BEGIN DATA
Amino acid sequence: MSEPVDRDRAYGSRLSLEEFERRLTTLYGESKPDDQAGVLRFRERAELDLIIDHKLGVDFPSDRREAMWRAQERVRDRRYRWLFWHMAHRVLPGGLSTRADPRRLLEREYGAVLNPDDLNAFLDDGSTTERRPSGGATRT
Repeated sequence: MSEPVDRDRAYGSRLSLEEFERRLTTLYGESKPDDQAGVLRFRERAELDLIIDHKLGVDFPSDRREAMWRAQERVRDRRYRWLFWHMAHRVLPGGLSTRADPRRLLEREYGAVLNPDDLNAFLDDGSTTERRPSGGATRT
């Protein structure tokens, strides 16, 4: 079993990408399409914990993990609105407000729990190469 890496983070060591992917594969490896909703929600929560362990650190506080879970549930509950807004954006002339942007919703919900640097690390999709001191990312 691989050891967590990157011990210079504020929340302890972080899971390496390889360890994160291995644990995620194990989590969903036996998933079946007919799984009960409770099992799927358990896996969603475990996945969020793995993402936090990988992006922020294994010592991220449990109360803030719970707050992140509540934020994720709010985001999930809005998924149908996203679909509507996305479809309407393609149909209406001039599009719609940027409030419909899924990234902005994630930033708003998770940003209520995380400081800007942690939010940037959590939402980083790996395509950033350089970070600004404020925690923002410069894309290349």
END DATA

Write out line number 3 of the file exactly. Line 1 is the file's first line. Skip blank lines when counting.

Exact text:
């Protein structure tokens, strides 16, 4: 079993990408399409914990993990609105407000729990190469 890496983070060591992917594969490896909703929600929560362990650190506080879970549930509950807004954006002339942007919703919900640097690390999709001191990312 691989050891967590990157011990210079504020929340302890972080899971390496390889360890994160291995644990995620194990989590969903036996998933079946007919799984009960409770099992799927358990896996969603475990996945969020793995993402936090990988992006922020294994010592991220449990109360803030719970707050992140509540934020994720709010985001999930809005998924149908996203679909509507996305479809309407393609149909209406001039599009719609940027409030419909899924990234902005994630930033708003998770940003209520995380400081800007942690939010940037959590939402980083790996395509950033350089970070600004404020925690923002410069894309290349």